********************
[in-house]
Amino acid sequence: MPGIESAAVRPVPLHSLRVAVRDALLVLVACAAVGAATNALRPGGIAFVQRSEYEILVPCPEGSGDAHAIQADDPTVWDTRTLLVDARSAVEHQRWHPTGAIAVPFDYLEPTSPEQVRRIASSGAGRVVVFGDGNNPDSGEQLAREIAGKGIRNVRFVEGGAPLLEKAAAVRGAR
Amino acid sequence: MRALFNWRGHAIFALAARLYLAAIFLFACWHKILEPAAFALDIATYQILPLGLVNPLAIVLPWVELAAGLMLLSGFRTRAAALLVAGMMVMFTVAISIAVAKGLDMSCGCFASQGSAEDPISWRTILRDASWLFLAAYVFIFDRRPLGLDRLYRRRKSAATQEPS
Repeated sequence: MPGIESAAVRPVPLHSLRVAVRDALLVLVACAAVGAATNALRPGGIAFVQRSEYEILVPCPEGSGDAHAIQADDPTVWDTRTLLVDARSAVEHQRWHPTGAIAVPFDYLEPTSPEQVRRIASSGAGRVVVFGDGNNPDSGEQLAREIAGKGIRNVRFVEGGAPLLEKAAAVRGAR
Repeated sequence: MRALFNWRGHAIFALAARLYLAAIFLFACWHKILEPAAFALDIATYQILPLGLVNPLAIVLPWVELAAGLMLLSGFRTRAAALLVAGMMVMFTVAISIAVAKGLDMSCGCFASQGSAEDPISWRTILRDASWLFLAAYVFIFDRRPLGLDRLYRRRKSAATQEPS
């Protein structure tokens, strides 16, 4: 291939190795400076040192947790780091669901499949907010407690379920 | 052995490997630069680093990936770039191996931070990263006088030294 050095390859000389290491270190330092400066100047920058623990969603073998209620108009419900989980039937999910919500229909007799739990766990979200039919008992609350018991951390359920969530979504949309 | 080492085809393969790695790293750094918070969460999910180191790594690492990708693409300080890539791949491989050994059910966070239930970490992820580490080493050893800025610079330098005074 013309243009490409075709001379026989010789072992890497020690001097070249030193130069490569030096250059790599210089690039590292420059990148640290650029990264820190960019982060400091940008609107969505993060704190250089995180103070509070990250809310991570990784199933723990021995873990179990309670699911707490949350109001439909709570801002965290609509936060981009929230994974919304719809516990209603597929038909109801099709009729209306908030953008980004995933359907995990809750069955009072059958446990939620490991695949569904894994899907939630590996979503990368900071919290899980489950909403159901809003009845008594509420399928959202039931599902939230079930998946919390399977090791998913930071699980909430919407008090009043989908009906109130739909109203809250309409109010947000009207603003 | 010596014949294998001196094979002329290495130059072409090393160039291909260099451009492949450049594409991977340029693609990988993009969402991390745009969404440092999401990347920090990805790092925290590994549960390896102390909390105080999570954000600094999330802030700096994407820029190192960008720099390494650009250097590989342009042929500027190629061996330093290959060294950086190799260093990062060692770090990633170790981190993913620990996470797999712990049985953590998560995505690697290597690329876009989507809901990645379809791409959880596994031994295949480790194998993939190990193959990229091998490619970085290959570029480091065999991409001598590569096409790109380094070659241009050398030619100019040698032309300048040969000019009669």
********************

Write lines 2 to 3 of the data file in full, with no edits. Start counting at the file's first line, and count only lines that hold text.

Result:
Amino acid sequence: MPGIESAAVRPVPLHSLRVAVRDALLVLVACAAVGAATNALRPGGIAFVQRSEYEILVPCPEGSGDAHAIQADDPTVWDTRTLLVDARSAVEHQRWHPTGAIAVPFDYLEPTSPEQVRRIASSGAGRVVVFGDGNNPDSGEQLAREIAGKGIRNVRFVEGGAPLLEKAAAVRGAR
Amino acid sequence: MRALFNWRGHAIFALAARLYLAAIFLFACWHKILEPAAFALDIATYQILPLGLVNPLAIVLPWVELAAGLMLLSGFRTRAAALLVAGMMVMFTVAISIAVAKGLDMSCGCFASQGSAEDPISWRTILRDASWLFLAAYVFIFDRRPLGLDRLYRRRKSAATQEPS